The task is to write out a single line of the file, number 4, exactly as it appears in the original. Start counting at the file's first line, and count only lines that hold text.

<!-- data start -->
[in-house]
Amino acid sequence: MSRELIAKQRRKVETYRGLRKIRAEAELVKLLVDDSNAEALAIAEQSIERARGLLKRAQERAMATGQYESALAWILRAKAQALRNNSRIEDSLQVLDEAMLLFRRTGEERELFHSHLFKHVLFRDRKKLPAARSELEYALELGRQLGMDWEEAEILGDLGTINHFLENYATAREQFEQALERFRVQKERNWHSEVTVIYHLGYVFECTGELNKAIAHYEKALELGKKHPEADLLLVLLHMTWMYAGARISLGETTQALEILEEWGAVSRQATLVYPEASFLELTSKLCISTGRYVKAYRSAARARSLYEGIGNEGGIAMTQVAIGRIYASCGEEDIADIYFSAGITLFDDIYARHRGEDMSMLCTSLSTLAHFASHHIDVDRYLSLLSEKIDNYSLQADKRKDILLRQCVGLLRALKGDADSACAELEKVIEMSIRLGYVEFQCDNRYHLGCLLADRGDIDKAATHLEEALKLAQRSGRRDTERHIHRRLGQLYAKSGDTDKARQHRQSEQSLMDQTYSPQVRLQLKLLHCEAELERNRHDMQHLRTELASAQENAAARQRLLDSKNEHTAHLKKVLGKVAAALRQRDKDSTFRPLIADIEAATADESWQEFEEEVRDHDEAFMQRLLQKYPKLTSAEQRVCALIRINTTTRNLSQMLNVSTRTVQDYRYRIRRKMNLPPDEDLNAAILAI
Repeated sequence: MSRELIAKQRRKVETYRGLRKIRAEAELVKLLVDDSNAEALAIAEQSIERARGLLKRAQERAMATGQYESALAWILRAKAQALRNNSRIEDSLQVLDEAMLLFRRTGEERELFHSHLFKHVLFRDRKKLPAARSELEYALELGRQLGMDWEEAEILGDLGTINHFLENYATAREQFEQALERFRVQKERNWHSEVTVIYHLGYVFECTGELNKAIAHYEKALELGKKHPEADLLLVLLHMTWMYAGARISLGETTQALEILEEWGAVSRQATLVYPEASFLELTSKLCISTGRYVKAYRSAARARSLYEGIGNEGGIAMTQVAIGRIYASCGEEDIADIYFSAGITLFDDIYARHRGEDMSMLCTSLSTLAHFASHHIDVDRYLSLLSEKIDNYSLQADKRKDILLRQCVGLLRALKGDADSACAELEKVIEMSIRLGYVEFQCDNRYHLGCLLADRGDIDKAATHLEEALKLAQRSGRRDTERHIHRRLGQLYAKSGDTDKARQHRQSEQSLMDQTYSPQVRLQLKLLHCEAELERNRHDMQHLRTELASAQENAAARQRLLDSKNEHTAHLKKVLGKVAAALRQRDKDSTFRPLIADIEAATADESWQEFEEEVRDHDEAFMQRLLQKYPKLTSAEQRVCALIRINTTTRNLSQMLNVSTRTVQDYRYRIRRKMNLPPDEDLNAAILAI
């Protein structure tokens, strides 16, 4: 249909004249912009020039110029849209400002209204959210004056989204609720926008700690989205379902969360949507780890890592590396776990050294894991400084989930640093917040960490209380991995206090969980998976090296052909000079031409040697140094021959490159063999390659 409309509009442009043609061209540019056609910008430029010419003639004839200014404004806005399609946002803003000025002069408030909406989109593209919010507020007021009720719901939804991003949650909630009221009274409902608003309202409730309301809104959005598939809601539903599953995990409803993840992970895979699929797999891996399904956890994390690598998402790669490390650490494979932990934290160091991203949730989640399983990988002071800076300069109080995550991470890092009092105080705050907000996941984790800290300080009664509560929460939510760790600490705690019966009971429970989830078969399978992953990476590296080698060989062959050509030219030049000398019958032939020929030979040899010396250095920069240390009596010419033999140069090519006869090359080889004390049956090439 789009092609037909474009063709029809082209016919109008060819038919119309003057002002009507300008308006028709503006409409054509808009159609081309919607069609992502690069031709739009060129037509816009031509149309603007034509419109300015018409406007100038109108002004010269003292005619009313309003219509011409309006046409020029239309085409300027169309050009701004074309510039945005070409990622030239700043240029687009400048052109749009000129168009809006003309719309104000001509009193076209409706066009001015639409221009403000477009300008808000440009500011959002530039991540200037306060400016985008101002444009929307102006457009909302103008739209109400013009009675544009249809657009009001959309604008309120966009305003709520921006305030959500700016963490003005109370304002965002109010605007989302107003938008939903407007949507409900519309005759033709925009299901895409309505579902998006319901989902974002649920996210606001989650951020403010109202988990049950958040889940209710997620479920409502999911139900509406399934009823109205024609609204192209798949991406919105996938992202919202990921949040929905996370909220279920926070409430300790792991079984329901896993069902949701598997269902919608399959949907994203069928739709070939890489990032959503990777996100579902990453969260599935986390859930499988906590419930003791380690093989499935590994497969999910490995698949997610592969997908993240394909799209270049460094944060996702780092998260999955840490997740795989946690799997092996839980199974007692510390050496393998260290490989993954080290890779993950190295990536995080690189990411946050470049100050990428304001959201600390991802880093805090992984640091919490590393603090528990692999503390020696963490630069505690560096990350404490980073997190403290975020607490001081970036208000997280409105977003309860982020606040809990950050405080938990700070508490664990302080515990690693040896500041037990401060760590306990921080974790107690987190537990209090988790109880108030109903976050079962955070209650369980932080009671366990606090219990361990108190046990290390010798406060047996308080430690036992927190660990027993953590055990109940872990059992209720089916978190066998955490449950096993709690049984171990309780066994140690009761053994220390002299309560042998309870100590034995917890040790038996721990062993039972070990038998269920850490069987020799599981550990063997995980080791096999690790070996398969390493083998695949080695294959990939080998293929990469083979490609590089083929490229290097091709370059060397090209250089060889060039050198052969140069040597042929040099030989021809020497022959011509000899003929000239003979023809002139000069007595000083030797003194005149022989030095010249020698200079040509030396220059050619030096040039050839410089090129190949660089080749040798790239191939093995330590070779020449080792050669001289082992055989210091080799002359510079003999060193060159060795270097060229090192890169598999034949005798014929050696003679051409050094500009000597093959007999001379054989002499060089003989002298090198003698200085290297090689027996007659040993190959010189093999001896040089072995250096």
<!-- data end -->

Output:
């Protein structure tokens, strides 16, 4: 249909004249912009020039110029849209400002209204959210004056989204609720926008700690989205379902969360949507780890890592590396776990050294894991400084989930640093917040960490209380991995206090969980998976090296052909000079031409040697140094021959490159063999390659 409309509009442009043609061209540019056609910008430029010419003639004839200014404004806005399609946002803003000025002069408030909406989109593209919010507020007021009720719901939804991003949650909630009221009274409902608003309202409730309301809104959005598939809601539903599953995990409803993840992970895979699929797999891996399904956890994390690598998402790669490390650490494979932990934290160091991203949730989640399983990988002071800076300069109080995550991470890092009092105080705050907000996941984790800290300080009664509560929460939510760790600490705690019966009971429970989830078969399978992953990476590296080698060989062959050509030219030049000398019958032939020929030979040899010396250095920069240390009596010419033999140069090519006869090359080889004390049956090439 789009092609037909474009063709029809082209016919109008060819038919119309003057002002009507300008308006028709503006409409054509808009159609081309919607069609992502690069031709739009060129037509816009031509149309603007034509419109300015018409406007100038109108002004010269003292005619009313309003219509011409309006046409020029239309085409300027169309050009701004074309510039945005070409990622030239700043240029687009400048052109749009000129168009809006003309719309104000001509009193076209409706066009001015639409221009403000477009300008808000440009500011959002530039991540200037306060400016985008101002444009929307102006457009909302103008739209109400013009009675544009249809657009009001959309604008309120966009305003709520921006305030959500700016963490003005109370304002965002109010605007989302107003938008939903407007949507409900519309005759033709925009299901895409309505579902998006319901989902974002649920996210606001989650951020403010109202988990049950958040889940209710997620479920409502999911139900509406399934009823109205024609609204192209798949991406919105996938992202919202990921949040929905996370909220279920926070409430300790792991079984329901896993069902949701598997269902919608399959949907994203069928739709070939890489990032959503990777996100579902990453969260599935986390859930499988906590419930003791380690093989499935590994497969999910490995698949997610592969997908993240394909799209270049460094944060996702780092998260999955840490997740795989946690799997092996839980199974007692510390050496393998260290490989993954080290890779993950190295990536995080690189990411946050470049100050990428304001959201600390991802880093805090992984640091919490590393603090528990692999503390020696963490630069505690560096990350404490980073997190403290975020607490001081970036208000997280409105977003309860982020606040809990950050405080938990700070508490664990302080515990690693040896500041037990401060760590306990921080974790107690987190537990209090988790109880108030109903976050079962955070209650369980932080009671366990606090219990361990108190046990290390010798406060047996308080430690036992927190660990027993953590055990109940872990059992209720089916978190066998955490449950096993709690049984171990309780066994140690009761053994220390002299309560042998309870100590034995917890040790038996721990062993039972070990038998269920850490069987020799599981550990063997995980080791096999690790070996398969390493083998695949080695294959990939080998293929990469083979490609590089083929490229290097091709370059060397090209250089060889060039050198052969140069040597042929040099030989021809020497022959011509000899003929000239003979023809002139000069007595000083030797003194005149022989030095010249020698200079040509030396220059050619030096040039050839410089090129190949660089080749040798790239191939093995330590070779020449080792050669001289082992055989210091080799002359510079003999060193060159060795270097060229090192890169598999034949005798014929050696003679051409050094500009000597093959007999001379054989002499060089003989002298090198003698200085290297090689027996007659040993190959010189093999001896040089072995250096």